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Story on TV Ads for Medicines Includes Comments from Prof. Jeff McCall '76

Story on TV Ads for Medicines Includes Comments from Prof. Jeff McCall '76

March 18, 2009

mccall foxtv-jan2008.jpgMarch 18, 2009, Greencastle, Ind. — "Media studies professor Jeffrey McCall is concerned that some individuals who market medicine take advantage of unhealthy people through slick -- and possibly even ethically suspicious -- advertisements," begins a story published in today's Joliet Herald News. McCall, professor of communication at DePauw University, and three medical doctors discuss pharmaceutical TV ads in the piece.

"Advertising messages, by nature, are simple and emotional appeals," says Professor McCall. "These messages can't possibly provide the kind of in-depth information needed for patients to make sensible decisions about their treatment plans."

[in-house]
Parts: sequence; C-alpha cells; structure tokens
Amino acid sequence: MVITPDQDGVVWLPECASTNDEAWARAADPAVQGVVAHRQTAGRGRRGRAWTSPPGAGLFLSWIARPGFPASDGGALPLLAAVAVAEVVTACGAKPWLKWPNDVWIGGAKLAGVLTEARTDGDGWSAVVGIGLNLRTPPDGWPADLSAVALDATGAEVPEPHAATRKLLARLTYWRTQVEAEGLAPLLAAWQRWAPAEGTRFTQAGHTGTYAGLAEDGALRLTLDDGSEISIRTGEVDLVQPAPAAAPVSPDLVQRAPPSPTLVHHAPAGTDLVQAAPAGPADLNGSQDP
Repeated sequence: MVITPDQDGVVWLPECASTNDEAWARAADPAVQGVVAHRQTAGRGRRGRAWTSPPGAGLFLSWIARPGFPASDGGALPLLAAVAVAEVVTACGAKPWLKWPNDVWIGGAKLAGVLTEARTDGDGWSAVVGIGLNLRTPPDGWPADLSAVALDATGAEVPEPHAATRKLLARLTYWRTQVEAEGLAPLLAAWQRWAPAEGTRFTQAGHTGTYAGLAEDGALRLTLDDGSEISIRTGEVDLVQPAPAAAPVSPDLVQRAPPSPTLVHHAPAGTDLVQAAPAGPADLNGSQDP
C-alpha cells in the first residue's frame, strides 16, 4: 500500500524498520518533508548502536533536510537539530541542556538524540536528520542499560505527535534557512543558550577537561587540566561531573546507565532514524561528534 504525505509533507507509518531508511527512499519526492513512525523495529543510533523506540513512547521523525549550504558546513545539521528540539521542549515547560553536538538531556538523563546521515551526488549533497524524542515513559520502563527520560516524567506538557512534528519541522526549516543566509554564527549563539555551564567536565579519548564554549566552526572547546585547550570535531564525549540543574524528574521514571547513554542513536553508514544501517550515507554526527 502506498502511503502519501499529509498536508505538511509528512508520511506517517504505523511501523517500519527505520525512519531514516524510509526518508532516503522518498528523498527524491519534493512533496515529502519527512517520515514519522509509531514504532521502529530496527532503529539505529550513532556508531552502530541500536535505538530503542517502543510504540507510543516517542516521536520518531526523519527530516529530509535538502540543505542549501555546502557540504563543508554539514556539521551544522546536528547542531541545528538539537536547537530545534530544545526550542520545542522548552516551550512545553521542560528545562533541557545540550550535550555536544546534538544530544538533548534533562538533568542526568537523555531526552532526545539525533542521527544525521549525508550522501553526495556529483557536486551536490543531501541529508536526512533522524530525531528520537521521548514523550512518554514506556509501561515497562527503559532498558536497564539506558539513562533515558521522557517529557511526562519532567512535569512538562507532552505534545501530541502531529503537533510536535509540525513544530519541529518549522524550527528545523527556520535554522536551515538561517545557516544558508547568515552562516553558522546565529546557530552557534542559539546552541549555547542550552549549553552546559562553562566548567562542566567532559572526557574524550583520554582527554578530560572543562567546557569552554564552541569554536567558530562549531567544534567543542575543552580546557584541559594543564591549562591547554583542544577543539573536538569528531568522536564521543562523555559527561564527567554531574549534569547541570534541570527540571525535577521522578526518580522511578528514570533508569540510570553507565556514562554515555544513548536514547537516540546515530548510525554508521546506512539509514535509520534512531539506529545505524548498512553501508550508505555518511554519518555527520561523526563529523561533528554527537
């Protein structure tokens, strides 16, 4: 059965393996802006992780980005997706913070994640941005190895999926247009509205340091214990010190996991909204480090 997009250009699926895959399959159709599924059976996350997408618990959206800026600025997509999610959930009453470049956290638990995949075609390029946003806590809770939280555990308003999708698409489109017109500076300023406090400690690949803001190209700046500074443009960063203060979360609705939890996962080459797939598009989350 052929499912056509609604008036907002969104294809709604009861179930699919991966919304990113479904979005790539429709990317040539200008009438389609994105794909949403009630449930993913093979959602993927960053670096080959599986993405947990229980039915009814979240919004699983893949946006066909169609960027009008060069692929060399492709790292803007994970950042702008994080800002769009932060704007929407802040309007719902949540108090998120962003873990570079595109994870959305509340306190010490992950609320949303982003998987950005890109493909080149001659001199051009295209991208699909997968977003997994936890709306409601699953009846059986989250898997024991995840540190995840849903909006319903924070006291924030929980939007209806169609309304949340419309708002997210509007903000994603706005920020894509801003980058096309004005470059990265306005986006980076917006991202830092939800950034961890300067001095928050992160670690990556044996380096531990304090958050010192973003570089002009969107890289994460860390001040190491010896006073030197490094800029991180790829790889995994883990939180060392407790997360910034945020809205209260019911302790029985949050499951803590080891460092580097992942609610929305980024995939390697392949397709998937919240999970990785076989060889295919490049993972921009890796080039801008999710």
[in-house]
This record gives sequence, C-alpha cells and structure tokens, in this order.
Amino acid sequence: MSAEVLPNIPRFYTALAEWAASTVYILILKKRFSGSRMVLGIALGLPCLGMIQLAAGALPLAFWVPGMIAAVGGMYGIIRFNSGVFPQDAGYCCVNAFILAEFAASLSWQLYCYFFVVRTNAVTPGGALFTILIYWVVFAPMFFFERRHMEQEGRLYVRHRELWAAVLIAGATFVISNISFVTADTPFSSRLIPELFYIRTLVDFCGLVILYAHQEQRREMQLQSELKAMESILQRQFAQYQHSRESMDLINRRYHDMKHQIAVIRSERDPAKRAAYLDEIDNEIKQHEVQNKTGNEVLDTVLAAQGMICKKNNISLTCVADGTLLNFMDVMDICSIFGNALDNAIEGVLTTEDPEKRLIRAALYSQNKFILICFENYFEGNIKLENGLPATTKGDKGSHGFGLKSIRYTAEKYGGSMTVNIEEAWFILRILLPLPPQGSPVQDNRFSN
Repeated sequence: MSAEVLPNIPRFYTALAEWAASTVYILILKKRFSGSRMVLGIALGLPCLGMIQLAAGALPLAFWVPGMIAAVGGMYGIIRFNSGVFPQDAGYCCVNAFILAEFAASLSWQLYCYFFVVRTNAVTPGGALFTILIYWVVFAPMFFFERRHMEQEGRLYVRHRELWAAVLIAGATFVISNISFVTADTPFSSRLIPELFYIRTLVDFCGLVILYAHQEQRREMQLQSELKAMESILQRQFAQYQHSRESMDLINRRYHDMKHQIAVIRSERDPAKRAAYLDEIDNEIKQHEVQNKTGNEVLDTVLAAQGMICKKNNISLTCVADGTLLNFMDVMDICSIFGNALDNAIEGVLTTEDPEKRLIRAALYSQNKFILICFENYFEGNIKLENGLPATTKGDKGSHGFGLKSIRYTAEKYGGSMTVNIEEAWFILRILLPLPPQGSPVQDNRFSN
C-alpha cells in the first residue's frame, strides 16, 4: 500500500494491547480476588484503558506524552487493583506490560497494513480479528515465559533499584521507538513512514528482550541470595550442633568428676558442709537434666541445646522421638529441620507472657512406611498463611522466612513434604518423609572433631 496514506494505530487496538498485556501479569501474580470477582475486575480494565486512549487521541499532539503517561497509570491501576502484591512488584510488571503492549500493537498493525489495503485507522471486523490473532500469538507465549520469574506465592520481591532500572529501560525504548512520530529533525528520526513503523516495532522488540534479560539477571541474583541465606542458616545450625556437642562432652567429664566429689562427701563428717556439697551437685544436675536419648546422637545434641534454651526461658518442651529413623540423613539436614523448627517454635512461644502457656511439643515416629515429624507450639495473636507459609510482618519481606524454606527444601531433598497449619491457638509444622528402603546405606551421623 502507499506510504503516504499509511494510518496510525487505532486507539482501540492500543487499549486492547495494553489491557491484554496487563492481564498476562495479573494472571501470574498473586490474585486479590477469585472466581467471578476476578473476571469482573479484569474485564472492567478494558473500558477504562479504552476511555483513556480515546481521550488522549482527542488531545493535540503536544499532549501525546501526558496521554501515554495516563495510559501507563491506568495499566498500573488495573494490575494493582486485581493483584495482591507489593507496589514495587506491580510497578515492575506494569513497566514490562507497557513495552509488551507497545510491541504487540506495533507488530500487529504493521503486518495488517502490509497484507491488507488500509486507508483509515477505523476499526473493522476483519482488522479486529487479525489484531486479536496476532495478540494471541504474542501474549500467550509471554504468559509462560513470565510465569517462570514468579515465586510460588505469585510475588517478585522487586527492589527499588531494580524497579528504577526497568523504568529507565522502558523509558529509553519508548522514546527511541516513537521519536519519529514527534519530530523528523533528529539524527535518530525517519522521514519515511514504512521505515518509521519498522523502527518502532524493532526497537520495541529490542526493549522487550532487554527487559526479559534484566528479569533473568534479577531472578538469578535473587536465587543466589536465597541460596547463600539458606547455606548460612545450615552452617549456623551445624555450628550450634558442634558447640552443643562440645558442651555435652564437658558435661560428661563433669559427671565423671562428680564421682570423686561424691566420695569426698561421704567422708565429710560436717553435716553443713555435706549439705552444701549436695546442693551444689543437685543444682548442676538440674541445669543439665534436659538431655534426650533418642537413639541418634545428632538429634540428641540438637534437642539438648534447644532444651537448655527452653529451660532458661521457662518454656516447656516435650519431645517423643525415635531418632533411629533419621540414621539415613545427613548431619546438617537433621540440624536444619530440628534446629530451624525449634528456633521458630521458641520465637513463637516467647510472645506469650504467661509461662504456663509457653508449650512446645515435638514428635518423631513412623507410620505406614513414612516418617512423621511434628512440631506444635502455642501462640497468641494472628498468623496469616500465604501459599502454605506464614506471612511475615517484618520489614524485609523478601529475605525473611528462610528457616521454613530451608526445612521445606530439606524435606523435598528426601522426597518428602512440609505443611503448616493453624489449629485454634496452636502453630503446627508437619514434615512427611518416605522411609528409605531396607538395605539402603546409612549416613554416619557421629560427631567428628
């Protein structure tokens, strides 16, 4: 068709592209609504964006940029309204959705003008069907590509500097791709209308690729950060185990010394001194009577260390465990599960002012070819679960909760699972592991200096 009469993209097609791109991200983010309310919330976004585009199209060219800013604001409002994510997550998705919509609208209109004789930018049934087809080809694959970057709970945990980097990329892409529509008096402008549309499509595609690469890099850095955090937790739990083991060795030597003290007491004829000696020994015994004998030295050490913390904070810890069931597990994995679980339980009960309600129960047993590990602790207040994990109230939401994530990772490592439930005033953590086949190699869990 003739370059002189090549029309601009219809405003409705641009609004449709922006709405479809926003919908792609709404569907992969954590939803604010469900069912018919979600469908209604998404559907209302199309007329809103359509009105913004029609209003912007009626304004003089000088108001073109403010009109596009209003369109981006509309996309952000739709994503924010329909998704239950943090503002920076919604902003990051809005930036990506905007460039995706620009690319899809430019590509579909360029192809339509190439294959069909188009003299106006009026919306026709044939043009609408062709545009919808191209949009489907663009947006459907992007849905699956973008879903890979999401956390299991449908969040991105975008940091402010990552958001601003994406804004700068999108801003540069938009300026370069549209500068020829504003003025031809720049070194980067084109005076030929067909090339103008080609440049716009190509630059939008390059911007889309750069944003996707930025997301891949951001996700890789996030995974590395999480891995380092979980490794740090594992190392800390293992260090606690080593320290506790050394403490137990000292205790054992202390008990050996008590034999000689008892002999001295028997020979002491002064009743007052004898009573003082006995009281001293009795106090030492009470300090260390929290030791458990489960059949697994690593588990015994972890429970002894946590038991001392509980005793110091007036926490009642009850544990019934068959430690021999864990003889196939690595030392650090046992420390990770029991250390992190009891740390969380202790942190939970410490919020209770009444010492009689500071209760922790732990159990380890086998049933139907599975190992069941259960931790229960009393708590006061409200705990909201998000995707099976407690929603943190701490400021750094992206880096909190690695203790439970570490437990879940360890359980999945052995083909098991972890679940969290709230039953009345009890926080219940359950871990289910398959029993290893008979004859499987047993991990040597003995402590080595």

Denise M. Baran-Unland writes, "There was a time when patients received any pertinent medical information from their family doctor, whose judgment they never questioned. Today, patients may be just as likely to obtain medical information from advertisements, the Internet and television medical TV Set Dart.jpgdramas."

Access the complete story at the Illinois newspaper's Web site.

A 1976 graduate of DePauw, Dr. McCall published a March 5 op-ed in the Atlanta Journal-Constitution on the impact media organizations' financial woes are having on the dissemination of information. He authored the book, Viewer Discretion Advised: Taking Control of Mass Media Influences, and has been cited in articles published by more than 80 newspapers and appeared seven times on FOX News Channel's' O'Reilly Factor.

Learn more in this recent article.

Source: Joliet (Ill.) Herald News

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